Poetry : Our Poet of the Plains
James Wright, Selected Poems
(Farrar, Straus & Giroux, 2005)
What if Dante had hailed from Minneapolis, not Florence? What if Li Po penned his verses by the Mississippi instead of the Yang-Tze? Their output would have, perhaps, looked something like that of James Wright, whose Selected Poems appeared this year. Edited by his widow, Anne Wright, and close friend Robert Bly, it offers a comprehensive but concise view of his poetry in contrast to the hefty Above the River: Collected Poems (1992).
The comparison to Dante is apt, for Wright used his considerable poetical talent to graft existential dilemmas onto the infernal landscape of his native Midwest, which he vividly depicts in its full ruination. In the poem “In Response to a Rumor That the Oldest Whorehouse in Wheeling, West Virginia, Has Been Condemned,” he writes:
For the river at Wheeling, West Virginia,
Has only two shores:
The one in hell, the other
In Bridgeport, Ohio.
And nobody would commit suicide, only
To find beyond death
While Dante saw roasting sinners, Wright contends with desolate plains, empty towns, the rusted hulls of factories and a coterie of drunks, drifters and hobos that inhabits them. There is no Virgil, either, only the clatter of trains disappearing into the horizon. Wright was often horrified by his surroundings but they never left his poetry; they lurk even in the generally serene and naturalistic prose-poems written towards the end of his life in Italy: “Mantegna’s dead Christ looks exactly like a skidrow bum fished by the / cops out of the Mississippi in autumn just before daylight.”
Selected Poems performs an admirable task in tracing the arc of Wright’s career from Ohio to Europe and finally to New York, where he was a professor at Hunter College. The first poems are from The Green Wall (1957) and Saint Judas (1959); the structure here is conventional and the poems have a slight sheen of immaturity. The influence of Robert Frost is obvious, but while the gentle New Englander couched his meanings in a welcoming natural sensibility, Wright revels openly in the questions that would come to occupy him. In “A Breath of Air,” he writes:
I walked, when love was gone,
Out of the human town,
For an easy breath of air
Wright just kept on walking. The two volumes that followed The Green Wall, The Branch Will Not Break (1963) and Shall We Gather at the River (1968) represent his finest achievement and very likely the finest achievement in American poetry since “The Waste Land.”
The mournful eloquence and deep sincerity are apparent from the first and never slacken. The lovely themes of the earlier verses are replaced by an exploration of the terrains that Wright knew best: Ohio and the human heart. Exemplary among his stunning poems of this period is “Autumn Begins in Martins Ferry, Ohio,” in which he describes that peculiar American ritual, the commencement of football season:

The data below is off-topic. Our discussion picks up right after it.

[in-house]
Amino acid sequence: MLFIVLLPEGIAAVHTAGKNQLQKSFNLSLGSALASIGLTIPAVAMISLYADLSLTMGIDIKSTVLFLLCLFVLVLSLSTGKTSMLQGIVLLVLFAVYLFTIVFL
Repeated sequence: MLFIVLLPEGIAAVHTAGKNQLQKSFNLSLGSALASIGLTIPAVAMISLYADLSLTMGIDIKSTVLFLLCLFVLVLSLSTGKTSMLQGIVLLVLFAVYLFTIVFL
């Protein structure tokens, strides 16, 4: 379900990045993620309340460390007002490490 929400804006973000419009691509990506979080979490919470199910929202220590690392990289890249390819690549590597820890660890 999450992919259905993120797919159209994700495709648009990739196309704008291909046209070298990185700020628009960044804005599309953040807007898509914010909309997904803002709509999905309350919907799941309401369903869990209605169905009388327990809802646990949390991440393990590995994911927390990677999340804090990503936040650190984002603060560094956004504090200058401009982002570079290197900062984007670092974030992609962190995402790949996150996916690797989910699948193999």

All the proud fathers are ashamed to go home.
Their women cluck like starved pullets,
Dying for love
Their sons grow suicidally beautiful
At the beginning of October,
And gallop terribly against each other’s bodies.
As Bly notes in his introduction, the period during which these volumes were composed was one of personal turmoil for Wright, and depictions of death, darkness and oblivion abound in his poetry. One is reminded of Eliot, though his despair seemed more palatable when painted across bustling London. In Wright, the feeling is as naked as the wheat fields:
Where is the sea, that once solved the whole loneliness
Of the Midwest? Where is Minneapolis?
Did you find the city of isolated men beyond mountains?
Or have you been holding the end of a frayed rope
For a thousand years?
But this pervasive dread didn’t have the final word for either the poet or his verses. He ultimately arrives at an affirming solution, a deep joy in the face of the deeply unknown. In “I Try to Waken and Greet the World Once Again,” he rises with a crushing hangover to see a blue jay “springing up and down, up and down, / On a branch” outside his window:
I laugh, as I see him abandon himself
To entire delight, for he knows as well as I do
That the branch will not break.
This knowledge borne of faith, that “the branch will not break,” though frail it may be, runs through Wright’s later work, which takes the form of prose sketches of his European travels and serves as an apt conclusion to a career of serious contemplation and dazzling achievement. Selected Poems chronicles that career admirably.
Alexander Nazaryan, a writer living in Brooklyn, has recently completed his first novel.
Alex Nazaryan is a writer and teacher living in Brooklyn.